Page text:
Skip to cookie consent Skip to main content

Endometriosis and How to Manage Pelvic Pain

Contributor Stephanie Morris, MD
5 minute read
A young woman experiencing endometriosis pain lies on her side holding her stomach.

Content warning: Discussion of menstruation

An estimated 1 in 10 menstruators has endometriosis.

Stephanie Morris, MD, is a Mass General Brigham gynecologic surgeon who practices in the Department of Obstetrics and Gynecology at Newton-Wellesley Hospital. Here, she shares the symptoms of endometriosis, endometriosis treatment options, and advice for managing the condition.

What is endometriosis?

Endometriosis is a condition that is often painful. It is when pelvic tissue grows outside the uterus. This tissue can grow on the membrane that lines the pelvis, ovaries, fallopian tubes, and other nearby organs, including the bladder and bowels. Inflammation can lead to scar tissue and can cause organs to fuse together, which leads to chronic discomfort and pain.

If you're having pain that interferes with your daily life, it's important to talk with your doctor.

Stephanie Morris, MD
Gynecologic Surgeon
Mass General Brigham

What are the signs of endometriosis?

The most common symptom of endometriosis is pain. Other symptoms can include:

  • Painful menstrual cramps

  • Stomach or back pain

  • Pain during or after sex

  • Difficulty getting pregnant

  • Pain when urinating or moving your bowels

This recurring pain can be frustrating and exhausting to manage.

It can take time for providers to diagnose endometriosis. There are many reasons for this. Sometimes, people think their period pain is normal, so they try to manage on their own.

Dr. Morris encourages people who experience these symptoms to seek treatment. "It's not normal to have pain so intense that you have to miss work or school, or you cry during sex," she says. "If you're having pain that interferes with your daily life, it's important to talk with your doctor."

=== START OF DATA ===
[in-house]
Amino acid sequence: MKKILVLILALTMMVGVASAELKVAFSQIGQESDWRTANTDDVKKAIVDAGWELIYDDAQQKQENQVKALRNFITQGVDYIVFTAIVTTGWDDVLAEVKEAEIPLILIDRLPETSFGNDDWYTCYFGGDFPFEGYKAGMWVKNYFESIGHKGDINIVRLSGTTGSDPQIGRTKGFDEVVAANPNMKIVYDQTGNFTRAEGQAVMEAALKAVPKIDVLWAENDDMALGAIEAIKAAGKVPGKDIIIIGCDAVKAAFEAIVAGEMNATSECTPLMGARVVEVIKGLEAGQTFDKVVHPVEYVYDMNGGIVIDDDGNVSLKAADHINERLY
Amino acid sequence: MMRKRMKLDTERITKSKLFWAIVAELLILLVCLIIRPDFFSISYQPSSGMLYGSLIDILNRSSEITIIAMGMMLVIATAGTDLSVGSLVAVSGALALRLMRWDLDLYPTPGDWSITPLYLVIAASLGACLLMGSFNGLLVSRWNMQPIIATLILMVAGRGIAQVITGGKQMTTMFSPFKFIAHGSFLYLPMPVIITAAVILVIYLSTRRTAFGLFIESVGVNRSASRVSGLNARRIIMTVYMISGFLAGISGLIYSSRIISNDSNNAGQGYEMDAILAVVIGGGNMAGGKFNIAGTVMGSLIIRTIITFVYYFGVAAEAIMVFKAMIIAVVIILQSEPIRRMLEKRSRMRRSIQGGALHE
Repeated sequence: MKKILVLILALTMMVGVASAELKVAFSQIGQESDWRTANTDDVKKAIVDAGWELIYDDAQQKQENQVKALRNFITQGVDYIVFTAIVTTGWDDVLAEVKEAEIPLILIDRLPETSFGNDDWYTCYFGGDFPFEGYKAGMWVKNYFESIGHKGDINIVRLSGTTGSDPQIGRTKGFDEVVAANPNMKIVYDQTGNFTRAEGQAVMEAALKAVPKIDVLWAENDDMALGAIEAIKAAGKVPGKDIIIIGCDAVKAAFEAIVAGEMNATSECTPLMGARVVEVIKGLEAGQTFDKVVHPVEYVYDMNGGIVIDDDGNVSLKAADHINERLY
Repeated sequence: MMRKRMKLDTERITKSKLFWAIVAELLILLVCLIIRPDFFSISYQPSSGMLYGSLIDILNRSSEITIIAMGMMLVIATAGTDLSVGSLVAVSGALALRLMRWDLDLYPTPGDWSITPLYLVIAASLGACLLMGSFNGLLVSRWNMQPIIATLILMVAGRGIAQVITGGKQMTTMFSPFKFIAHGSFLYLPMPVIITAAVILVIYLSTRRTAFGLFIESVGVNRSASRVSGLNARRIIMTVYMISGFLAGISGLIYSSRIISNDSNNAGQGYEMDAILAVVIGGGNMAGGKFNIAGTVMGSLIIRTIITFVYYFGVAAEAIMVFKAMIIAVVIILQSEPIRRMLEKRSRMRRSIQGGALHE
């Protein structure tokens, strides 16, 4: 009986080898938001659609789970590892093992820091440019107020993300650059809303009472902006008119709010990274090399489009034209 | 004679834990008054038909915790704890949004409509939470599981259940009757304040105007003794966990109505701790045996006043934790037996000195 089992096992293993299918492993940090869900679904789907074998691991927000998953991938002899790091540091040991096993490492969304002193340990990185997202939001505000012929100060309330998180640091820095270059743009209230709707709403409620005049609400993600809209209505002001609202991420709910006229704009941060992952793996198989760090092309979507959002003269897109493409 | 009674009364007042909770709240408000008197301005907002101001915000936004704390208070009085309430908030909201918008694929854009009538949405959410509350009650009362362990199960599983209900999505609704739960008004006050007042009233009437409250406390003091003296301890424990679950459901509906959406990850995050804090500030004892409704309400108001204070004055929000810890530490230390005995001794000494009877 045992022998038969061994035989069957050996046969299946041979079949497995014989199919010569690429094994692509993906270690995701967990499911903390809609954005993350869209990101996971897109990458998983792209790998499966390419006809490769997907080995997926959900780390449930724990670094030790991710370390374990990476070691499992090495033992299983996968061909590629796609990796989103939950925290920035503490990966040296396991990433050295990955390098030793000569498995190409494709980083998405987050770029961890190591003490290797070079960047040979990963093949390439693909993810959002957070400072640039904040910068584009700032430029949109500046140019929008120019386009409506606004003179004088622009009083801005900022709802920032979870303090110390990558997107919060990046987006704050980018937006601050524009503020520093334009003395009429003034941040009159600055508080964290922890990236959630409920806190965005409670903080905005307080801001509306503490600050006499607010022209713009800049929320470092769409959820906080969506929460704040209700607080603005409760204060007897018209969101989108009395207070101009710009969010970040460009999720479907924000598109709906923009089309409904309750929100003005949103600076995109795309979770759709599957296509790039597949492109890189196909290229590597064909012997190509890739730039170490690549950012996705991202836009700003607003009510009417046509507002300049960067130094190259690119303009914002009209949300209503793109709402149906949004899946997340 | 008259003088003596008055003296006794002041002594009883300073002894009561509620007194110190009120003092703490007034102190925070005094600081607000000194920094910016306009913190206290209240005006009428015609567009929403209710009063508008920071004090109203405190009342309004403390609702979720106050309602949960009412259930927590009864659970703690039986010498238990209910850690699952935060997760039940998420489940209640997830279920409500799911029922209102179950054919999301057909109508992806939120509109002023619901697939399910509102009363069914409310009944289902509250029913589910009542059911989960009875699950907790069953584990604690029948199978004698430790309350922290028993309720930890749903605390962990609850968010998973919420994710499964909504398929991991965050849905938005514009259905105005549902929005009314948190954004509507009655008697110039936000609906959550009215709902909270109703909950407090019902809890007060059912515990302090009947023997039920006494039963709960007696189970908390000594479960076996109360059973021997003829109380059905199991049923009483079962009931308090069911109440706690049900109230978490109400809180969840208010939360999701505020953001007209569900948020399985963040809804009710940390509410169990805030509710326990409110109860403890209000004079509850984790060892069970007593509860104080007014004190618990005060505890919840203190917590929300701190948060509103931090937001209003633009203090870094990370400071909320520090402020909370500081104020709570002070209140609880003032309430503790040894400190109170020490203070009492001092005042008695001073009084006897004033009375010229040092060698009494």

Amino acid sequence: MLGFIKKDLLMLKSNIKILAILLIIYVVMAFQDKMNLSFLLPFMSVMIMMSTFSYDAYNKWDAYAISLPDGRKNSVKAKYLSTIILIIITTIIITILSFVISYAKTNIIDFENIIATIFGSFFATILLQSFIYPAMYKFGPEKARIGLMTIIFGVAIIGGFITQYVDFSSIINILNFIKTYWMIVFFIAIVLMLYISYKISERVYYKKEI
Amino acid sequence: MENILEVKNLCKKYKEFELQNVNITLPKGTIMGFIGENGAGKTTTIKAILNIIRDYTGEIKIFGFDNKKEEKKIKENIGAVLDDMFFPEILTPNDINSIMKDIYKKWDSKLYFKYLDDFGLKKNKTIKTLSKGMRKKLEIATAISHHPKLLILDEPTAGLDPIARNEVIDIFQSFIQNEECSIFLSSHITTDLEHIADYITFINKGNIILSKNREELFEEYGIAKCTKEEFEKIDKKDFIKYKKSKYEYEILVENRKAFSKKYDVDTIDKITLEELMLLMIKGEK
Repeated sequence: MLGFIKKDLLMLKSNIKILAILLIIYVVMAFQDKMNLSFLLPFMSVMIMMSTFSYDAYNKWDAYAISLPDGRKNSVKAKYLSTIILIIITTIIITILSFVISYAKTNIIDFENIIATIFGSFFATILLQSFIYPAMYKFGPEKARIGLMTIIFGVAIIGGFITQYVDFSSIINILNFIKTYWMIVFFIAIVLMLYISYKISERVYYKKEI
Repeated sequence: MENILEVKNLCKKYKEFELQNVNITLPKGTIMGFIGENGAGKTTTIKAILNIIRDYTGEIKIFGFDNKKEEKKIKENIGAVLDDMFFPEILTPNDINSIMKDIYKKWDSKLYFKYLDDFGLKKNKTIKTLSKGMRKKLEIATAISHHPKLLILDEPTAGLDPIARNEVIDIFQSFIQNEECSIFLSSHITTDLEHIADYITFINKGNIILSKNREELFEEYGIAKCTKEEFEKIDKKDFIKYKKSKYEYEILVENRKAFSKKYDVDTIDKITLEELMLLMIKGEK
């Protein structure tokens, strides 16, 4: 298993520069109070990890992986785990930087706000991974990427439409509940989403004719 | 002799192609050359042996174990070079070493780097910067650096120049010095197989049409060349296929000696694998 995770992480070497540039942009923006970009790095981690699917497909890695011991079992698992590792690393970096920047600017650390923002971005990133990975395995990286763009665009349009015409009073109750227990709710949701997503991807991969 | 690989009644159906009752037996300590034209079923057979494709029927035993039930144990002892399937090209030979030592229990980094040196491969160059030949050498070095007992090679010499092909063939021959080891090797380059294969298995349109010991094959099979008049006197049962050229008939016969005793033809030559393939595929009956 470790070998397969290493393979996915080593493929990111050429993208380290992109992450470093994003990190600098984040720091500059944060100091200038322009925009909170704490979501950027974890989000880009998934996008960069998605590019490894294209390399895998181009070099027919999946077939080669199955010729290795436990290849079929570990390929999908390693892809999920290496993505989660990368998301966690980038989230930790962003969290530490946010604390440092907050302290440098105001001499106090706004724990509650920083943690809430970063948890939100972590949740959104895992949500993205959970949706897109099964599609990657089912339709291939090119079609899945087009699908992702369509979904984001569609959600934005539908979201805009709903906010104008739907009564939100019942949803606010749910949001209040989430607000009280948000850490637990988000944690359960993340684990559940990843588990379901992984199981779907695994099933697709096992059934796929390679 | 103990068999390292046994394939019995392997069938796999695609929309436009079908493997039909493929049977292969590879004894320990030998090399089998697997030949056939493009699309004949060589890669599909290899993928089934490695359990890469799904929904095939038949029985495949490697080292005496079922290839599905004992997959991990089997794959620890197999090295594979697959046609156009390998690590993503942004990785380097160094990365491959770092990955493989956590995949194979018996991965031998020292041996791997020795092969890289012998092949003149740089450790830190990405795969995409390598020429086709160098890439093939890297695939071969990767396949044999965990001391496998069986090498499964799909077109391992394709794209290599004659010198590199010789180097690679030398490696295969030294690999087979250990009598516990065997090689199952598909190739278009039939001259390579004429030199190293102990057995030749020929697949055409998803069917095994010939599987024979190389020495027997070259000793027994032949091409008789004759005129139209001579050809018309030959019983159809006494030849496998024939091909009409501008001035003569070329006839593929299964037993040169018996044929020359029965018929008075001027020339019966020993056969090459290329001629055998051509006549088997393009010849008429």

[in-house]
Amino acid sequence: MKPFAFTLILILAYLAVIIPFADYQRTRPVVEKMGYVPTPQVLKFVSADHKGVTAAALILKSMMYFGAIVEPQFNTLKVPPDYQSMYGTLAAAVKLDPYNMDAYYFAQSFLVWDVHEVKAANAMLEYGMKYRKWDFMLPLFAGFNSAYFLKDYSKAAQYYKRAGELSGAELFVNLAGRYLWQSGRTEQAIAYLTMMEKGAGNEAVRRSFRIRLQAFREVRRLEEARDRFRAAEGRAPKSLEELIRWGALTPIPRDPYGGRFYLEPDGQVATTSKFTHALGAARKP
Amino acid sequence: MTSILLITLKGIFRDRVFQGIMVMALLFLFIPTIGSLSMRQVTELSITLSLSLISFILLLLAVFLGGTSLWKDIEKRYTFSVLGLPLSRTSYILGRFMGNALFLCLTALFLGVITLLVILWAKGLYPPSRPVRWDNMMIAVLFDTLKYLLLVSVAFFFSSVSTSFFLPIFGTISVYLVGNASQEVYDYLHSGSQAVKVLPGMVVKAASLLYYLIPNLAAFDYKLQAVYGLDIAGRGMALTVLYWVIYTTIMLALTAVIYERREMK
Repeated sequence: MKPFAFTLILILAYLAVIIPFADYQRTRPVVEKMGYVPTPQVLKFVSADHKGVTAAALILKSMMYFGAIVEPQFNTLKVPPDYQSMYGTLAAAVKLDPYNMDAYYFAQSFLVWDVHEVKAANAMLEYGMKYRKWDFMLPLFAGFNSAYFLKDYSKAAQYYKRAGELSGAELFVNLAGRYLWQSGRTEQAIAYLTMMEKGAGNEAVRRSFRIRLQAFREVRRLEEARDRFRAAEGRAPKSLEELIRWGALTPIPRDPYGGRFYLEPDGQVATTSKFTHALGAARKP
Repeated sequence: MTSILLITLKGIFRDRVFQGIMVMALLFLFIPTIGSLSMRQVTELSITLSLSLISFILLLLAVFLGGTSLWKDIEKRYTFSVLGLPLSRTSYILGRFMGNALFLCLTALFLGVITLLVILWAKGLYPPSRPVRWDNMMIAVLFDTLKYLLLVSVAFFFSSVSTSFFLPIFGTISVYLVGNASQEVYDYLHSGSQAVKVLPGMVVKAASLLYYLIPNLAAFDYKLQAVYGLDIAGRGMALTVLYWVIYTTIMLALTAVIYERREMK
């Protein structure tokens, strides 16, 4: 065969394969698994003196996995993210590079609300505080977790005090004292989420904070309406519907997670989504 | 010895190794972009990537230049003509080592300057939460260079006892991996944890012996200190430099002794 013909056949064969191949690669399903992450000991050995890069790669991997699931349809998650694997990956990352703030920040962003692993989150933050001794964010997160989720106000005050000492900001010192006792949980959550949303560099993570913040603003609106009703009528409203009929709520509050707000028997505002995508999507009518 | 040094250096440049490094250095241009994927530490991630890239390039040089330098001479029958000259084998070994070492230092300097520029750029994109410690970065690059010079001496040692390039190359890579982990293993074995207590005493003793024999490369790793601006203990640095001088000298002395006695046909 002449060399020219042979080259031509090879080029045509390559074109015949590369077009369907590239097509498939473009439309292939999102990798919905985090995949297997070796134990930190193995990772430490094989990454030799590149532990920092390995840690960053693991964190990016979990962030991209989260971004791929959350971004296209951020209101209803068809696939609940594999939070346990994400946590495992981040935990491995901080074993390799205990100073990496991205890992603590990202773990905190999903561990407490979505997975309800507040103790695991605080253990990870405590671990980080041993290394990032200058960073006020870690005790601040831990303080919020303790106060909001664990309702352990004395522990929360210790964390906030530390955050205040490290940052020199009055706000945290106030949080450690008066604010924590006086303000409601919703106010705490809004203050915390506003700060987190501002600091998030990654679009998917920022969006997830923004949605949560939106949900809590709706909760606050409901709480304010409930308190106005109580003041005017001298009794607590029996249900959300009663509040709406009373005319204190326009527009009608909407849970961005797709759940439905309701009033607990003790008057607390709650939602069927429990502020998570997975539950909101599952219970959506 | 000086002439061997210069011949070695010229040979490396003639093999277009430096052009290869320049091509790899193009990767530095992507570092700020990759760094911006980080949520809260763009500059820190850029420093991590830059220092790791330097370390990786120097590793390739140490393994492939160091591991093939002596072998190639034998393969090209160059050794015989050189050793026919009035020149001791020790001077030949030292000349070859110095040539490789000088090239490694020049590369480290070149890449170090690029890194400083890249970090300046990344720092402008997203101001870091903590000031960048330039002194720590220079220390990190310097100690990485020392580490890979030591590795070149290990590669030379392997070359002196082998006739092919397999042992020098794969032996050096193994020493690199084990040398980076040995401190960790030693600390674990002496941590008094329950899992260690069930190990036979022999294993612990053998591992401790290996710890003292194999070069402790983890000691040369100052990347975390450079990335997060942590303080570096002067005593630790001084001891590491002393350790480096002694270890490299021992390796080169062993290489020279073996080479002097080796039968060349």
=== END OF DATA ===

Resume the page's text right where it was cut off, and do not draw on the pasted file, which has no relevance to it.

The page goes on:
What is the treatment for endometriosis?

Researchers don't yet fully understand what causes endometriosis. But there are endometriosis treatment options that can help you manage symptoms.

Your doctor may suggest over-the-counter pain relievers such as ibuprofen (found in Advil or Motrin), or acetaminophen (found in Tylenol).

Your doctor also may prescribe hormonal medications. These can ease pain and stop or reduce your menstrual flow. They include:

  • Oral medications, such as birth control pills or medications that can temporarily stop hormonal production

  • Hormonal intrauterine devices (also called IUDs), which are T-shaped birth control devices placed inside the uterus

  • Hormonal injections or shots

All medications can have side effects. And a treatment that works for one person might not work for another. It can take time to find the right treatment for you.

"It may take some trial and error to find the treatment that's right for you," says Dr. Morris. "Just because one medication doesn't work for you, doesn't mean another won't be better."

If medications don't help enough, or in more severe cases, your doctor might recommend laparoscopic surgery. This is when a surgeon uses a laparoscope, a thin tube with a lens and light, to see and remove endometriosis lesions. Laparoscopy is minimally invasive. This means it requires smaller cuts, fewer stitches, and a faster recovery time than traditional surgery.

How can I manage my endometriosis pain?

In addition to hormonal treatment and surgery, patients with endometriosis may need support from a team of providers with varied expertise. Providers may prescribe:

  • Pelvic floor physical therapy for musculoskeletal pain or pelvic floor dysfunction

  • Medication to reduce pain caused by overstimulated nerve fibers

  • Dietary changes to prevent constipation and decrease bloating and inflammation

Patients can also try other at-home ways to relieve pain, including taking warm baths or using a heating pad.

Many people find endometriosis relief using alternative therapies alongside medicine. These include traditional Chinese medicine, homeopathy, and acupuncture, among others. But Dr. Morris recommends checking with your provider first: "It's important to discuss your approach thoroughly with your doctor as some therapies might conflict with others and limit their effectiveness."

Can endometriosis affect mental health?

Coping with chronic pain is exhausting and frustrating. It can make it hard to work or fully take part in activities you enjoy.

In some cases, it helps to be honest with your loved ones about your feelings and needs. A mental health professional or a support group is another great way to share your experiences and learn ways to cope.

“Remember, you are not alone, and your symptoms are not just in your head," says Dr. Morris.

Endometriosis can be tough to live with. The good news is that, with help, you can manage your symptoms and live a full, quality life.

Stephanie Morris, MD


Gynecologic Surgeon